All batteries work by converting chemical energy into electrical energy. The purpose of a battery is to store energy until it is needed to power a device. Only when the device is turned on, creating a closed electric circuit, do the chemicals react and produce energy in the form of electric current. Disassembling a battery can help you understand how it works. However, be careful not to expose your battery to heat, and do not short-circuit it by connecting both terminals to metal; a build-up of internal heat and pressure could explode your battery.
- Skill level:
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Things you need
- Thin blade flathead screwdriver
- Needle-nose pliers
- Wire cutter
Wipe the battery clean of leaked chemicals. Be careful not to get any chemicals on your skin.
Find the negative (-) terminal of the battery. It has a flat cap, while the positive terminal cap has a raised nub in its centre. Notice that the battery cover, sometimes called the sleeve, is made of metal and folds over the caps to secure them in place.
Pry up the circular edge of the sleeve from the negative cap, using your screwdriver.
Bend the edge of the sleeve outward with the pliers, away from the cap, until the sleeve begins to separate along its length. Remove the cap and sleeve with your pliers.
Notice that the battery is enclosed in a metal case, and that a plastic grommet with a rivet seals the battery.
Insert the screwdriver blade between the grommet and the edge of the battery case, then pry out the grommet.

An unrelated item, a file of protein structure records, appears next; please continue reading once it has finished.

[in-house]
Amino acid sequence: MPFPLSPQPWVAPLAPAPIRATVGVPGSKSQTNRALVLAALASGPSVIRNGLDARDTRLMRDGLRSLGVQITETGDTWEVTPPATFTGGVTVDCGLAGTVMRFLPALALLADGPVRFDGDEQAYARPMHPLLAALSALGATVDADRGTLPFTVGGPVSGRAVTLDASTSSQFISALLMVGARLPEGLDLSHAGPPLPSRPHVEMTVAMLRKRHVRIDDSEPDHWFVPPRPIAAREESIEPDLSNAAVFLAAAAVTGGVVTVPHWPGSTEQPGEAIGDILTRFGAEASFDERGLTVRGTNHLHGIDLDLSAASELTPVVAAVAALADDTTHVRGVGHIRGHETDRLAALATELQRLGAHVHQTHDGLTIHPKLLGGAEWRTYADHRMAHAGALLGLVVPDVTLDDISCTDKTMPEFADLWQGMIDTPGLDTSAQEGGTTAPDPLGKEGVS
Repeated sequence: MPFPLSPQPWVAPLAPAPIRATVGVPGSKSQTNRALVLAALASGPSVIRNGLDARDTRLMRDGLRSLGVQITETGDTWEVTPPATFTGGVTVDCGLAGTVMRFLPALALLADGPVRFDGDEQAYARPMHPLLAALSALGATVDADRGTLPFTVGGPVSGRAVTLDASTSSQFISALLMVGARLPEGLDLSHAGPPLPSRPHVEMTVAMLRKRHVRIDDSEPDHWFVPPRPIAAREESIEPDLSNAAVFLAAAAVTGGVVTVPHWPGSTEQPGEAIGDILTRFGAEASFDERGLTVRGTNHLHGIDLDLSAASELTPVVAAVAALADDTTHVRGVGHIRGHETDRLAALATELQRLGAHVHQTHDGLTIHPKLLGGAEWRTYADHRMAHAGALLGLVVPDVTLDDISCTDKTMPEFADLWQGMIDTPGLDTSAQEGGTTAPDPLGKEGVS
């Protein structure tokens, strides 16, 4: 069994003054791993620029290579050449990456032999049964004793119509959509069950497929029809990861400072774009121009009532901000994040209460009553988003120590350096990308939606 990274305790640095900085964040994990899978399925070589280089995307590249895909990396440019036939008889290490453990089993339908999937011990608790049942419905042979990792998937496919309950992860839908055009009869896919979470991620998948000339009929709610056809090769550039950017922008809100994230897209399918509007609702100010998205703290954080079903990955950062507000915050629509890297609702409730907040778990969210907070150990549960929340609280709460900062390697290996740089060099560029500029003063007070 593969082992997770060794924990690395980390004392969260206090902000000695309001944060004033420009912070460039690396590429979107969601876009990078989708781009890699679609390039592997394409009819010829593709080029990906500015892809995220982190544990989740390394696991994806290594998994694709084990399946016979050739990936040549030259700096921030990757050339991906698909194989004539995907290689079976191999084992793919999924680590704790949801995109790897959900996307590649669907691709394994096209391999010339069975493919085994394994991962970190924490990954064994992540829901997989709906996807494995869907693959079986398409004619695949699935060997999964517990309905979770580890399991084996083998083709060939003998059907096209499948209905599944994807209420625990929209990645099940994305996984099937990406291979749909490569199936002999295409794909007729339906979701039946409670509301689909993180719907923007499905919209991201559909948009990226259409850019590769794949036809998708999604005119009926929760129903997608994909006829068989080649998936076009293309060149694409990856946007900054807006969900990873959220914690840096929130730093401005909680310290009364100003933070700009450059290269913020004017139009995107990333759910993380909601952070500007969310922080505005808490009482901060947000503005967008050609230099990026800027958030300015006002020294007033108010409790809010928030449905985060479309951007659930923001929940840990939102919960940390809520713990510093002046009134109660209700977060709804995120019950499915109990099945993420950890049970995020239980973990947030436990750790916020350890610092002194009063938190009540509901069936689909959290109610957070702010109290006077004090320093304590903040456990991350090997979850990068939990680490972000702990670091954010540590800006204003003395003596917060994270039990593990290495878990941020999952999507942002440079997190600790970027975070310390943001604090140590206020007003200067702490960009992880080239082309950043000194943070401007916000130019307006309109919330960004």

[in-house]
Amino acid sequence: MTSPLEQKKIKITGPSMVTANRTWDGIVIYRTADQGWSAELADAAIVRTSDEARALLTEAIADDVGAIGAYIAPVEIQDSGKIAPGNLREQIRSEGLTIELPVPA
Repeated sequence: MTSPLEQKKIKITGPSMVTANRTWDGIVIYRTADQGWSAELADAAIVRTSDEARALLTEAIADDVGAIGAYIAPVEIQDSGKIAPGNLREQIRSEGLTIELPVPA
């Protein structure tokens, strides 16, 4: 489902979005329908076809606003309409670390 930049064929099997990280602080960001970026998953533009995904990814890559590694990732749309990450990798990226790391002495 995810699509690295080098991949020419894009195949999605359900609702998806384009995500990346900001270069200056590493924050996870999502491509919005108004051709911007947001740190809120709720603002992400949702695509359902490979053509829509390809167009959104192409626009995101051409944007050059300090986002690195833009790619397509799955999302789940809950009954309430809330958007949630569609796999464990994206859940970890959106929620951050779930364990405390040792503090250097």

Pry up the folded edge of the battery cover from the rectangular snap terminal assembly, using your screwdriver.
Bend the edge of the battery cover outward with pliers, away from the battery.
Remove the snap terminal assembly, and cut the wire with a wire cutter.
Remove the six AAAA batteries inside.
Tips and warnings
- The positive terminal of a cylindrical battery has a + sign on the cover near the cap.
- Attached to the grommet is a brass pin, called the current collector.
- The six AAAA batteries that make up a 9-volt alkaline battery are each 1.5 volts. These can be used in many devices that specify AAA batteries.
- The ring of black material inside cylindrical alkaline batteries is a mixture of manganese dioxide (MnO2) and carbon (C). This material is known as the cathode.
- The bluish paste in the centre, to the inside of the fabric separator, is a mixture of powdered zinc metal (Zn) and potassium hydroxide (KOH). This material is known as the anode.
- Put on protective gloves, clothing and eye wear before taking apart any battery.
- Disassembling batteries can be dangerous. There is risk of chemical leakage. Battery chemicals are corrosive and should be prevented from coming in contact with skin.
- Rupture, or even explosion, can occur if a battery is short-circuited or overheated. Personal injury can result.
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